Even though the price level for a night in Oslo can be cruel to a budget
traveller , the action has really picked up over the last 10 years. A
happening local scene, simplified by trendy journalists as " The
Oslo Sound", is actually something really worth checking out.
House music, drum'n'bass, hip pop, indie pop, alternative rock, soul,
r&b and of course the billboard music are bomming into the many dancefloors.
International bands, dj's and artists often stop over for a mid-week show
in little Oslo, knowing that this is not where they make the big bucks,
but a handy "tour date filler".
Almost every night you can be certain to find a talented Norwegian or
international Dj spinning wax some place in Oslo. If you want to know
whats going on tonight, we recommend a very good source of information
called NATT &DAG. This is a free magazine, which you find at quite
a few cafés and clubs, and they also have an web site: www.nattogdag.no.
The web-sites www.nattguiden.no or www.oslopuls.no are also splendid guides
to a good time in Oslo.Now, if you don't understand Norwegian, ask someone
to translate for you.
Most bars and clubs in Oslo are open until 3-3.30 in the morning. If
you're not able to find anything interesting among these, also note that
many cafés turn into hot spots around 22-23 o'clock. ( Check out
the " Cafés and restaurant" section, or the pubs and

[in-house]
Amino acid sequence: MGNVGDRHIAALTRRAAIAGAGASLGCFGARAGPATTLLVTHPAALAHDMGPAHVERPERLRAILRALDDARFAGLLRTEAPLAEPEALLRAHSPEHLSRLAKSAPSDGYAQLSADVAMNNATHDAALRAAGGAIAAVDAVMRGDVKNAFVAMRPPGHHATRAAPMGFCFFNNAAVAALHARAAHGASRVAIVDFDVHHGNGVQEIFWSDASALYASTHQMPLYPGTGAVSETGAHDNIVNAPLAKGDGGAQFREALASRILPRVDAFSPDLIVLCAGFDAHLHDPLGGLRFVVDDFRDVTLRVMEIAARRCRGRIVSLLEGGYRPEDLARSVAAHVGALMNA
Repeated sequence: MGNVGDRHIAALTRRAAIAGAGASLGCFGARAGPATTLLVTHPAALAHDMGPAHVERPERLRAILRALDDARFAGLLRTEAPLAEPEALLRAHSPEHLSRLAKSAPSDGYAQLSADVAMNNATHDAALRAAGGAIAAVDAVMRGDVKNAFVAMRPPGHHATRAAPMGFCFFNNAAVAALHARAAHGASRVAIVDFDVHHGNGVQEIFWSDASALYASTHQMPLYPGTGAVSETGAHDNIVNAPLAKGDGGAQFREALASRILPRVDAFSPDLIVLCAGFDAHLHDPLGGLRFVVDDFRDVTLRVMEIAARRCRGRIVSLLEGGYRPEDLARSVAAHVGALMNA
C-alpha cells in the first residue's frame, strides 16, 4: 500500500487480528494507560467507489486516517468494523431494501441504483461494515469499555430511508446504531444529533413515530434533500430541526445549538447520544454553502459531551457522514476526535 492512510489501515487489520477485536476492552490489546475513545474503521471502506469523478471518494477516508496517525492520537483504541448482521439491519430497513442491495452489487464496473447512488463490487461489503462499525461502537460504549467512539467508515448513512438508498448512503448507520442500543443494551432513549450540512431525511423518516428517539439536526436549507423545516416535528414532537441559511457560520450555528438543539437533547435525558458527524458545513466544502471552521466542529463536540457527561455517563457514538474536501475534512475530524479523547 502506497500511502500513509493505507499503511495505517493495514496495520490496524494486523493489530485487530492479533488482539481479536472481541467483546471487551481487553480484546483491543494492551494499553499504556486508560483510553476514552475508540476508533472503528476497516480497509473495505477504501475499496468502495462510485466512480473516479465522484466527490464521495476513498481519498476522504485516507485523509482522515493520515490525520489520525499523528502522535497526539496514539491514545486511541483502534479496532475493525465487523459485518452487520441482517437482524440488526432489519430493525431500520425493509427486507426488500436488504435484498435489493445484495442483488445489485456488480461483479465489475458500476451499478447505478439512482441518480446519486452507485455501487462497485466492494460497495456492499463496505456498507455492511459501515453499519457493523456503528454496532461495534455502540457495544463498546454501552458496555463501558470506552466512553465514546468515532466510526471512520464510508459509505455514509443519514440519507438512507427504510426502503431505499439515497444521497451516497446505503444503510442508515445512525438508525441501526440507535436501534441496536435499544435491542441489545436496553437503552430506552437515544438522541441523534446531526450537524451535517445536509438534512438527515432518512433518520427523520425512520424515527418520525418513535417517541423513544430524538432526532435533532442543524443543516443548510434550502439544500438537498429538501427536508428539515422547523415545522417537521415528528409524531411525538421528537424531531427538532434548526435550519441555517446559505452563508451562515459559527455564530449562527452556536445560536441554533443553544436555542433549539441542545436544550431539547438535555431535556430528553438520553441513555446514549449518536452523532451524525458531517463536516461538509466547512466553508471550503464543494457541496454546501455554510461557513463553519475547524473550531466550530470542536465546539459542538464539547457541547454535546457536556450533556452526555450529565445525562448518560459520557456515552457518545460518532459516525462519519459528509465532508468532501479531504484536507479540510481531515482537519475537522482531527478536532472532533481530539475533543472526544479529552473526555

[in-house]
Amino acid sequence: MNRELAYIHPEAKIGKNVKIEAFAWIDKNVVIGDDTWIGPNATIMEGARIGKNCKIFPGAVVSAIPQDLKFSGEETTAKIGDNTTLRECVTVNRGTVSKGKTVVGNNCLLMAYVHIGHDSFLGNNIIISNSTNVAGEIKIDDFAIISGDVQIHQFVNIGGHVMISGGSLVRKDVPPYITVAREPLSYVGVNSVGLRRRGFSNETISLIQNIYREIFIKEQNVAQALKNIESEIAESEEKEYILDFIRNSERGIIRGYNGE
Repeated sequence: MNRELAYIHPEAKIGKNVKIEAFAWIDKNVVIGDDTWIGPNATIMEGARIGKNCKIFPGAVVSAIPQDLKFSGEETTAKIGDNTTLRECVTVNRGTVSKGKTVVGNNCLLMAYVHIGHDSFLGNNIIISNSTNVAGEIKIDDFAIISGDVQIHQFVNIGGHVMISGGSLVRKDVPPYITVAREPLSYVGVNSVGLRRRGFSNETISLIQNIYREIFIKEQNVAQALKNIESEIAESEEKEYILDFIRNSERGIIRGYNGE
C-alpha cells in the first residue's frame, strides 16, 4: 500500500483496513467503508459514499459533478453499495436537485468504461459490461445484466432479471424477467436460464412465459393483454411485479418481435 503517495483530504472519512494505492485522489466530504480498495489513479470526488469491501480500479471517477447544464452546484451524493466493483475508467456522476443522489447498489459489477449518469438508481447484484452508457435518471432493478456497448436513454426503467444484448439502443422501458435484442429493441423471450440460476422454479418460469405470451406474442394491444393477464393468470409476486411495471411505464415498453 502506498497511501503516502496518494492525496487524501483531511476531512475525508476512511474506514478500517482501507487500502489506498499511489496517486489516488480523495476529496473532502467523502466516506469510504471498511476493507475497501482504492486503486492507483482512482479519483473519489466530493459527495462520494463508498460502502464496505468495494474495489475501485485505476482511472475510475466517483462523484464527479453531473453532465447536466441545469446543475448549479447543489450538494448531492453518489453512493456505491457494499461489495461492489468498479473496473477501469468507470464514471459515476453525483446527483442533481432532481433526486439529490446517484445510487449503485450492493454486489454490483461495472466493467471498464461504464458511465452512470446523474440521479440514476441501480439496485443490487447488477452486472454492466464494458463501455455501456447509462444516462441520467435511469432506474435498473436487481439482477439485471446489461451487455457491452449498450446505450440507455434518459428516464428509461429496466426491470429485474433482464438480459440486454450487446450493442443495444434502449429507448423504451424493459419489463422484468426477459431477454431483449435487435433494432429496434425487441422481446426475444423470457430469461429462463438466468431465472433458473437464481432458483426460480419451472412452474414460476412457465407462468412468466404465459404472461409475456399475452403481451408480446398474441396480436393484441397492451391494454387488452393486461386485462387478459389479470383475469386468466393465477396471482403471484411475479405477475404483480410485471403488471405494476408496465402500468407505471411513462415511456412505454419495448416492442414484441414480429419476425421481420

bars section). Beware that it's difficult to separate café, pub
and club, as some clubs may serve food during the day, and some restaurants
turn into "clubs" in the weekend.
All places where they serve alcohol have a minimum age limit of 18 years
in the evening, and the clubs mostly prefer people of 23 or even 25 years
plus. If you are 17 or younger, there are unfortunately few alternatives.
Cover charges vary a lot, with some places charging only Fridays and Saturdays,
others all week, and others again depending on the particular concept
Pubs and bars
Onkel Donald , Universitetsgata 26
This is one of the most beautiful places to spend time if you are in city
center Oslo. It is a combination of café, pub, bar and restaurant
with great international cuisine. The rooms are big, trendy and breezy
where you can enjoy pop and hits music. All these makes Onkel Donald a
recommended place in Oslo. Professional and service minded staff, good
drinks, and a nice atmosphere, though often very crowded in the weekends.
The age limit is 24 years.
Bar Robinet , Mariboes gate, next to Rockefeller Music Hall
Oslo's cutest little bar. This place is where to hang out early in the
evenings, and the friendly staff, friendly prices and friendly music makes
it a really pleasant stay.
Mono , Pløensgate 4.
Relaxed, nice place with a good atmosphere. Here comes people who appreciate
good rock music and good beer. Quality concerts and cultural arrangements
makes Mono a good choice not only in the weekends, but every day, just